E1 Biotopes with rare organisms are mapped and protected 7 7 6 6701 16 6 7 7 77 00 66
E2 Valuable non woody biotopes should be protected from forest operations 7 7 6 6661 16 1 6 6 77 00 66
E3 Known breeding places of target species should be protected from forest operations 2 2 6 1661 36 6 6 6 22 66 66
F Other
F1 Fertilization treatments are not allowed in any area with conservation status 6 6 0 0556 66 6 6 6 60 66 66
F2 Only local (autochthonous) gene sources can be used in planting 7 7 0 0000 00 1 6 6 60 11 64
F3 Only recognised gene sources can be used in planting 6 6 1 0770 06 6 6 6 60 00 66
F4 Overpopulation of game has to be controlled: game densities should fit the capacity of the forest
type.
774 1106 66 6 6 6 60 66 66
F5 Harvesting operations are not allowed in certain periods of the year (e.g., breeding season) 2 2 4 1661 16 1 6 6 60 66 66
F6 Fixed skidding tracks are to be used in order to limit damage to ground vegetation and soil
biology
226 1111 16 1 0 0 60 11 32
1 Common sense
2 Non legally binding private sector agreement, low participation
3 Non legally binding private sector agreement, high participation
4 Legally binding but without mandatory participation and without compensation
5 Legally binding but without mandatory participation and with compensation
6 Legally binding and mandatory, without compensation
7 Legally binding and mandatory, with compensation
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society and environmental organizations will be to tighten regulation (partic-
ularly concerning private actors).
(ii) Structure of private ownership: Furthermore, if forests are divided into small
patches of private ownership, it is likely that a large share of a single owner’s
forest will be affected by conservation efforts towards local high conservation
value scale (e.g., key habitats, biodiversity hotspots) that are unevenly
distributed across a region’s entire forest surface. This will impede implemen-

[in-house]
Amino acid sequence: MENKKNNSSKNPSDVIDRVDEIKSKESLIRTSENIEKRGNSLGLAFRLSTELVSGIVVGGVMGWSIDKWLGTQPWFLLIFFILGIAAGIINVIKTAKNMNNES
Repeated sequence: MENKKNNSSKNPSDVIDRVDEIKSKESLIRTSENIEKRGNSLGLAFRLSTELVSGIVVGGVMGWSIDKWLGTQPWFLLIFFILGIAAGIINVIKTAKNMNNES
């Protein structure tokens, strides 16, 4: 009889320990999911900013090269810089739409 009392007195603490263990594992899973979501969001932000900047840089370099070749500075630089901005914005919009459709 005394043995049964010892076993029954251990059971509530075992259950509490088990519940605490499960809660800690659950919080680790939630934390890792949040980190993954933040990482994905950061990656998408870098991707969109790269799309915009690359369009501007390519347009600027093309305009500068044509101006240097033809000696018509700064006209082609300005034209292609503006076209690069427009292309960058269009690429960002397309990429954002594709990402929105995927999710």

tation and, depending on how well the forestry sector is organised and how it
acts as an interest group, either prevent the enactment of stricter rules or result in
higher compensation for the management restrictions imposed.
Consensus orientation and decentralization in forest policy making Apart from those
structural reasons, the broad political system characteristics, which differ remarkably
between countries, might either facilitate or hinder the establishment of a set of formalized
rules on integrative nature conservation. There is, however, not much scientific agreement
about which kinds of decision-making structures support enacting stricter environmental
policies. In a small sample of European countries, Poloni-Staudinger (2008) found that:
(i) on the one hand, countries with consensual political systems are more likely to adopt
‘command-and-control’’ instruments for environmental policy in general. On the other
hand, she also showed that the more consensual a country, the less it will approve con-
servation policies. In her definition of consensuality, she refers to the first of Lijphart’s
(1999) dimensions of democracy, according to which consensual institutions secure a
broader recognition of interests and their representation in political decision-making.
However, she deliberately excludes one element: corporatist interest group organization,
i.e., cooperative policy-making between a small number of peak interest organizations and
the state. In Lijphart’s (1999) conceptualization, corporatist interest group representation is
actually an element of consensus democracies since this cooperative mode of decision-
making results in some form of consensus between the involved actors. However, as
Poloni-Staudinger (2008) argues, in the realm of environmental policy, the evidence on a
positive impact of corporatism is mixed, as environmental interests are likely to be
excluded in more narrowly defined corporatist decision-making processes affecting envi-
ronmental policy. Hence, a consensual forest policy might be described as a policy-making
approach that is open to various stakeholders and tries to integrate different opinions by
providing formal venues for consultation or even co-decision opportunities. It certainly
depends on the degree of consensus-orientation of the political system at large whether or
not such venues are provided also in forest policy-making.
As conservation policies usually constrain the well organized interest groups, such as
hunters associations and the agricultural sector, we expect that the latter will try to avoid
respective management rules in a narrowly corporatist system. But even without narrow
corporatism, consensual systems are still expected to ‘‘fail’’ in the conservation policy